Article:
I was reading some books containing an anthology of Ajahn Chah's Dhamma Talks to both laymen and monks. In the introduction of one of those books, the translator indicated that AC used to translate 'anicca' as 'uncertainty', mainly because, to his eyes, "impermanence" seems too abstract wjen compared to the former translation; we can all relate to the experience of uncertainty, which one can say is the manifestation of impermanence in our daily lives.
While I agree that 'uncertainty' is an specially useful translation, even more when considering the target audience (laymen, unacquainted with buddhist terminology), I'm confused about the accuracy of such rendering when trying to stick to the canonical teachings.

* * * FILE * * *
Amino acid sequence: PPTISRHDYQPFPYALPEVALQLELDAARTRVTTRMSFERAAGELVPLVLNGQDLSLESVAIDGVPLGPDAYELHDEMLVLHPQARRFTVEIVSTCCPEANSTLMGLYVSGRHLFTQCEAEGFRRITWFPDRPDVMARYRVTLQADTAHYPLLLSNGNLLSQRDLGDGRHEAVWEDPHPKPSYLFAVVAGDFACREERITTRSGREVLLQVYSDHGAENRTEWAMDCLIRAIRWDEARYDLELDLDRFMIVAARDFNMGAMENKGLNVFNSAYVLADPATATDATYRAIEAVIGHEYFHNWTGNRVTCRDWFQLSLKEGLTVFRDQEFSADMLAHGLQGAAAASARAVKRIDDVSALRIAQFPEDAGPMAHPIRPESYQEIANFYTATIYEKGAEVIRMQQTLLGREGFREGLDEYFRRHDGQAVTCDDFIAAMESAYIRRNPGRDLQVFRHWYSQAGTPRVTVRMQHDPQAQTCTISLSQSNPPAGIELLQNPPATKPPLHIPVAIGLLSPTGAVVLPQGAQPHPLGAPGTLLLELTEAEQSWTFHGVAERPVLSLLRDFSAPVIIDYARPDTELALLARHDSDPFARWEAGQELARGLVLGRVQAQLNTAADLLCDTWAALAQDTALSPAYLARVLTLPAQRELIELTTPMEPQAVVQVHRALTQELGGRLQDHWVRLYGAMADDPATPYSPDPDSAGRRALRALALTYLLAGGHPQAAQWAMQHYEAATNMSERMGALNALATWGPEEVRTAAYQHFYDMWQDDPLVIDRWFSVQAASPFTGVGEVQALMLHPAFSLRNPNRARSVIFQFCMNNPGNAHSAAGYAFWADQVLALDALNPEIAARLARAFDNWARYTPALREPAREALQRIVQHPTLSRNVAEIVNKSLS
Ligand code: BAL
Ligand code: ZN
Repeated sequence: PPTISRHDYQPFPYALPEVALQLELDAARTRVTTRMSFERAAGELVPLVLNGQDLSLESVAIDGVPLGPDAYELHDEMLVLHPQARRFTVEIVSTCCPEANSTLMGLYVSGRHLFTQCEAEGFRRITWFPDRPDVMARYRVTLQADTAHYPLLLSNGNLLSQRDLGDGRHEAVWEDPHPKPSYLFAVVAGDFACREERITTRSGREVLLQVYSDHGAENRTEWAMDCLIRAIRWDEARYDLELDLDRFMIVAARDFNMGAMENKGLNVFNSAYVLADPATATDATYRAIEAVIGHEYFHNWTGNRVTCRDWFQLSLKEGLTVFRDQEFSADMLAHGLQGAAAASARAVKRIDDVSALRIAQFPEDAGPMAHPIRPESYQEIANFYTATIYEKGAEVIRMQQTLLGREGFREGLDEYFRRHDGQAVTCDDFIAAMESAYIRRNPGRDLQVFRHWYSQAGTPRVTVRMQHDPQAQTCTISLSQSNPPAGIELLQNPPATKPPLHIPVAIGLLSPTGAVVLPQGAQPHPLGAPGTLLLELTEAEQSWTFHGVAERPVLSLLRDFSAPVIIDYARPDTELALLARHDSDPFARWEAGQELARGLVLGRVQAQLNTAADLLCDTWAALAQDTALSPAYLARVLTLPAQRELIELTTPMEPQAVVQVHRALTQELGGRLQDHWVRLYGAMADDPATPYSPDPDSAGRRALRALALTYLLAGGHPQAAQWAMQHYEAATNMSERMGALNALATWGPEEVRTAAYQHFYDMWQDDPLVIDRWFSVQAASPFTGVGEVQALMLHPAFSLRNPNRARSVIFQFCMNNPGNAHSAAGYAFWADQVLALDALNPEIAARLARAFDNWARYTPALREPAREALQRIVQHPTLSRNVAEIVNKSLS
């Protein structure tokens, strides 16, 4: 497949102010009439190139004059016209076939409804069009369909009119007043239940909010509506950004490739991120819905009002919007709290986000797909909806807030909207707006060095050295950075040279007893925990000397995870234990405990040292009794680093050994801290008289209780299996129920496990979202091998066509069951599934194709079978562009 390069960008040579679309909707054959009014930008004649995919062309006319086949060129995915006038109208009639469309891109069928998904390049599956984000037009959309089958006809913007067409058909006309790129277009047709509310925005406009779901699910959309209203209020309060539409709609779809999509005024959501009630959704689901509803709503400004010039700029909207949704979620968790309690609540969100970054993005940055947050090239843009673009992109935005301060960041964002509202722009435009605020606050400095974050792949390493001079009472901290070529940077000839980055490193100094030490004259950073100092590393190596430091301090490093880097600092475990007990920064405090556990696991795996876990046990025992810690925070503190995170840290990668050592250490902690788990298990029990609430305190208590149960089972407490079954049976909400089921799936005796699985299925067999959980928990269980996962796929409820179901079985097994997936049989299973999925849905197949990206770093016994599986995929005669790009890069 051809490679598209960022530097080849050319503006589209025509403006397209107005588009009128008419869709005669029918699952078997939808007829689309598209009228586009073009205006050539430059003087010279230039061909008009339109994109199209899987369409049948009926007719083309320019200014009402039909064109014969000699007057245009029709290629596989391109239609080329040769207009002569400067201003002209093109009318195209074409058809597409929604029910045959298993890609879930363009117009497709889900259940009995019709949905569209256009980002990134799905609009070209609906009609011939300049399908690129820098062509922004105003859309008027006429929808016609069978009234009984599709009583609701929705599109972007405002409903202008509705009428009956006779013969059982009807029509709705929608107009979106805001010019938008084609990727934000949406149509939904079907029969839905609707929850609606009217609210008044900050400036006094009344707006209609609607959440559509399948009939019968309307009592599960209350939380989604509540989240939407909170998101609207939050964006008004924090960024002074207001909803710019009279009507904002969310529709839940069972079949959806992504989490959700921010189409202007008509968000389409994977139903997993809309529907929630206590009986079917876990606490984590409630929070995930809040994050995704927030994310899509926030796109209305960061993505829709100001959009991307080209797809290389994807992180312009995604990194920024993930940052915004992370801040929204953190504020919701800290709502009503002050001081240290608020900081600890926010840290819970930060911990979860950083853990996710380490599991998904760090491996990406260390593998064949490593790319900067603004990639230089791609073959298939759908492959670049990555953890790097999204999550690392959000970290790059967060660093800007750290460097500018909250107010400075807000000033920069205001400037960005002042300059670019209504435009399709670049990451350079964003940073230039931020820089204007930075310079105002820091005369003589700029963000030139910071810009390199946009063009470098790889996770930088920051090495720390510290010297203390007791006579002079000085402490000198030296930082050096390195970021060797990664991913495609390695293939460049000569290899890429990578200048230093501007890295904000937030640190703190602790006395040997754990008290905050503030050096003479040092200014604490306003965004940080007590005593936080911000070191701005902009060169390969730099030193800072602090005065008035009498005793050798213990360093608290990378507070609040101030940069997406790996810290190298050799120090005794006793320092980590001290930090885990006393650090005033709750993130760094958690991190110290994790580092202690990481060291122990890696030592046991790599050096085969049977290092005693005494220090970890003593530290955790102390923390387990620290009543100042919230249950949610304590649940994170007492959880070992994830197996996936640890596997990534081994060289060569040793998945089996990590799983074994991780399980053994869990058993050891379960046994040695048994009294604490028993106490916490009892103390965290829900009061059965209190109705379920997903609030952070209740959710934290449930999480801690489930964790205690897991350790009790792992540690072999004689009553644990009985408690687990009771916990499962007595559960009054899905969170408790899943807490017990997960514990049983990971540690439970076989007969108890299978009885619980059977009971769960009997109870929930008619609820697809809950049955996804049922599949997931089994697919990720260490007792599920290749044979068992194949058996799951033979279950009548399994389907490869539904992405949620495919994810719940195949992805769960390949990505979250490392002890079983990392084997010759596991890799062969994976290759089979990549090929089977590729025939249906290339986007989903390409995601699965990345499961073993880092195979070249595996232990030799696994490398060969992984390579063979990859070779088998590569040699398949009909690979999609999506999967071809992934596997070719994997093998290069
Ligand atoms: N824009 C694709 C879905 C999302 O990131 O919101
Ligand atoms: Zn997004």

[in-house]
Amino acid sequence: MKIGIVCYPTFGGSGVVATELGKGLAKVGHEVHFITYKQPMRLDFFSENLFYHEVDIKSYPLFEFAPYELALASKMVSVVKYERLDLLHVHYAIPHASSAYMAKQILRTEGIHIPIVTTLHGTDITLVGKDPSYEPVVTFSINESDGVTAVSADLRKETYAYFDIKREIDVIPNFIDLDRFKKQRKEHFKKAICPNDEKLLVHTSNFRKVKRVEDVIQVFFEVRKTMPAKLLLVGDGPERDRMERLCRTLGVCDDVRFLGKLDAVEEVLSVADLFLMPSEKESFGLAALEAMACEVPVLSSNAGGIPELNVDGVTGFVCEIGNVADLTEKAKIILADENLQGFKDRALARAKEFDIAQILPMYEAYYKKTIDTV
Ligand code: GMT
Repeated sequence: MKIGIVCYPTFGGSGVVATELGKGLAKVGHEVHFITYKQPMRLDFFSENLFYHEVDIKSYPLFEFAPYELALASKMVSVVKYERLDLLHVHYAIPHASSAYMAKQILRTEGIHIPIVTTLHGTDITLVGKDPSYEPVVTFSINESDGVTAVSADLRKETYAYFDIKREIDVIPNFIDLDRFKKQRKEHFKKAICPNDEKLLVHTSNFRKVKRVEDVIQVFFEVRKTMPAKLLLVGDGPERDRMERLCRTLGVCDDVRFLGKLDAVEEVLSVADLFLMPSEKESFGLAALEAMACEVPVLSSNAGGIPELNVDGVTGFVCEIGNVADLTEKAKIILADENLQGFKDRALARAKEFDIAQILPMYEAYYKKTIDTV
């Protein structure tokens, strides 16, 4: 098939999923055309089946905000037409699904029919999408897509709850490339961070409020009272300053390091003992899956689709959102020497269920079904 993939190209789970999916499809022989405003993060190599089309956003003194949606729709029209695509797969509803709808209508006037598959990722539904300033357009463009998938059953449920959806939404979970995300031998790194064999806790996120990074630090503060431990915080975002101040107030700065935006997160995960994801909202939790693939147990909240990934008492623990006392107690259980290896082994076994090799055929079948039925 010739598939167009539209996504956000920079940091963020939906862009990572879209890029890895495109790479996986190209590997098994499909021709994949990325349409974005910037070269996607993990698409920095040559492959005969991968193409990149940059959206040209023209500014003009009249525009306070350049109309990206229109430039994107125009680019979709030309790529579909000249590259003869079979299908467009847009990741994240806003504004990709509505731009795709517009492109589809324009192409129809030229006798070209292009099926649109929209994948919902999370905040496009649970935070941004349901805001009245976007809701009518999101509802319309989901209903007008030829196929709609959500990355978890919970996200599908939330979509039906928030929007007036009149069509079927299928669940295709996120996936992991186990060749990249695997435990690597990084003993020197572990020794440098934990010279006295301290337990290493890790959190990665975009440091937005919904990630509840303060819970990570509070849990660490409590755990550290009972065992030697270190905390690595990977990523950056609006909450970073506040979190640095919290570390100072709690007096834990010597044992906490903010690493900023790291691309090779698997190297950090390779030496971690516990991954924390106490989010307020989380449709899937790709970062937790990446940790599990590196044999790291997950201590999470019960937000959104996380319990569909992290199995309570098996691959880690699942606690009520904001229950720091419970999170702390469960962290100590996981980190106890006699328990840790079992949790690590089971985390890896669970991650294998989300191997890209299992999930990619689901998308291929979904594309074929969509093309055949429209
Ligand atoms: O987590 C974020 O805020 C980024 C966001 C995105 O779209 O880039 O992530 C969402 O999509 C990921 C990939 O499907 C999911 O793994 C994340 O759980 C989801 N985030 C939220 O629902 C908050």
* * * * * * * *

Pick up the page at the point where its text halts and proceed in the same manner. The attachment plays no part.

What did the Buddha told about the relation between impermanence and uncertainty?
If we're to believe the texts literally, there are multiple occasions when the Buddha was able to see into future of some individuals. Does that tell us that life may seem uncertain only most people, to those who don't possess such gifts and abilities, but that in the end, reality is "fixed" and already determined? Is reality and future events actually uncertain?
Thanks in advance for your time and patience!